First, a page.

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salu Sep 20, 2004 11:35 AM

Many digital still cameras with 4 and above million mixels have a feature to shoot 30frames/second SVGA movie. Price of these cameras are cheaper than a 2 megapixel DV video camera. Does the quality of movies of these cameras better than a DV camera? How come they are cheaper than a 2 megapixel DV camera? Why is that only very top end Dv cameras have 3 and above megapixels when these cheap Digtal still camera can shoot movies in 4 megapixels?

SalBolzano Sep 20, 2004 12:50 PM

Salu! Most of the still digicams can do movies, but there is no zoom during movie taking and if you need zoom you are out of luck! Second - most stil ldigicams are for taking strill pictures and a movie is limited to the size of your memory stick or other media in the camera.... A movie takes a lot of storage space and does not have stabilization , like the videocameras do... So, if you want a movie - take a camcorder.... Most manufacturers add the movie taking to a still camera as a gimmick and most of the people i know dont use it for movie taking.. Hopew it answers your question... If not - browse thru the forum and there are tons of answers there !!!

Mikefellh Sep 23, 2004 12:00 PM

Also is the issue of video standards. Most still cameras take videos in the 640x480 or 320x240 resolutions...these don't correspond to any standard video resolution (these are computer resolutions).

If what you need is a device that will do NTSC, PAL, or any of the high definition resolutions, then you should buy a dedicated camcorder or DV camera.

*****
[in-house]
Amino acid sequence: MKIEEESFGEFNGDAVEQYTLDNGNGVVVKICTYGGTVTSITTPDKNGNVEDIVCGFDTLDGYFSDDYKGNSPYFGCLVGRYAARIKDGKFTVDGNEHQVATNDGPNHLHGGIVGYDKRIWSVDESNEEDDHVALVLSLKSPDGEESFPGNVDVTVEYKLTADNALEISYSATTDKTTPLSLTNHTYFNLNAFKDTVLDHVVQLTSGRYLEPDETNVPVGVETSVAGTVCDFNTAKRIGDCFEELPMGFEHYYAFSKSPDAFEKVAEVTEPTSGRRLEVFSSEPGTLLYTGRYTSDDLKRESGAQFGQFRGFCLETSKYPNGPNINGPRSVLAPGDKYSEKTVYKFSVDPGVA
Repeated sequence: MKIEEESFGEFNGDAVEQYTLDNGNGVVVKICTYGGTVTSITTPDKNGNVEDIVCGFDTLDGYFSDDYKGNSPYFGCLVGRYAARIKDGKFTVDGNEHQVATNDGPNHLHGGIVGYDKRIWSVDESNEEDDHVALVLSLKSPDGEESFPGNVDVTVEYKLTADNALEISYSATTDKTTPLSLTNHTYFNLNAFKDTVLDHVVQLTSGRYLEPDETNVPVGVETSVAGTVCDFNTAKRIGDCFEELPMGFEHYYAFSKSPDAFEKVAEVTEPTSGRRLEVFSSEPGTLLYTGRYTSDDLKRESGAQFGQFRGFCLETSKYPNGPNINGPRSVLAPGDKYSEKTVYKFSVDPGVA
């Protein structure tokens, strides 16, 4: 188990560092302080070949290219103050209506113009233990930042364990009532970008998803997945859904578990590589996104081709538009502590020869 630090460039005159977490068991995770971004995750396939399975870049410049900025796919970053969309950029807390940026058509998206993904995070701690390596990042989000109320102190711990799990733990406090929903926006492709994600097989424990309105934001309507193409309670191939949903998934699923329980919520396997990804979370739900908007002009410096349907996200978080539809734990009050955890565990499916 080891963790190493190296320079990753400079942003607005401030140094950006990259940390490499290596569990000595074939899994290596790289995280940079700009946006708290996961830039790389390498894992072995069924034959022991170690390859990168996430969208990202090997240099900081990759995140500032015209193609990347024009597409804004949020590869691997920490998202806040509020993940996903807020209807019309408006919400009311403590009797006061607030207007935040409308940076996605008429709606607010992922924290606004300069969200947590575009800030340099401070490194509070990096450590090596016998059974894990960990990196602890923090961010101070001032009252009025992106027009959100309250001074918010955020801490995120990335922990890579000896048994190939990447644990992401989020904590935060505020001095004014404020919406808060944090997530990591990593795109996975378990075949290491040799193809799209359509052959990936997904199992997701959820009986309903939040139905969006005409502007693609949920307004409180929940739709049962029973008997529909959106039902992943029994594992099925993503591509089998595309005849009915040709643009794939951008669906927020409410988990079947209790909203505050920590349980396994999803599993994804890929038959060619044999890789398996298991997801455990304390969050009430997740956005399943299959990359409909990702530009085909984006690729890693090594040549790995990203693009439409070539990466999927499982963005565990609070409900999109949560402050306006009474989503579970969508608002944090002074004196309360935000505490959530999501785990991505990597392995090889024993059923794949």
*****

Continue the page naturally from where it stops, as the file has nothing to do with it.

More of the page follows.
Video on still cameras is an afterthought, and if you asked everyone here, I think most would say they don't bother with it, or they may have tried it once or twice. Personally I only used it when I took my first helicopter ride to film the takeoff to take my mind off my nervousness (so I had something else to concentrate on)...once in the air I only used the still mode.

MrPogo Oct 1, 2004 2:55 AM

I'm not sure of the exact resoultions involved, but I can assure you that the still cameras certainly are not using their full resolution to capture video. The most obvious way of telling this is simply to wonder how they'd manage to record 30 "photos" a second plus sound for as long as there's space on the memory card when they're in video mode, but can only manage take 2 or 3 shots a second for 4 seconds when in still mode.
To put it another way: a two minute clip shot on my three year old digital camcorder is currently taking up over 500mb of hard drive space (straight from the video camera, the equivalent of it's "RAW file" - it obviously gets compressed a lot, with no noticeable loss in quality before being burnt to disc, as a bit of maths tells you that at that rate you'd only get 18 minutes of footage on a DVD-R), so you can see there's definitely a difference in quality compared the hour of footage you get on a similarly sized memory card and a still camera.
The other thing to take into account is the fact that as said before, the zoom is usually locked once you've started filming on a digicam, but more importantly so is the focus, white balance, and everything else about the image.
Finally is the issue of sound. It might just be on my Fuji S602 - touted as the best still camera for video at it's launch - but to me it's never been any better than awful, even in "easy" situations like picking up one person's voice in a quiet, indoor environment.
Basically, video cameras are far better for shooting video, as that's what they specialise in, whereas still cameras are better for stills, so if you're serious about both you really should own both.

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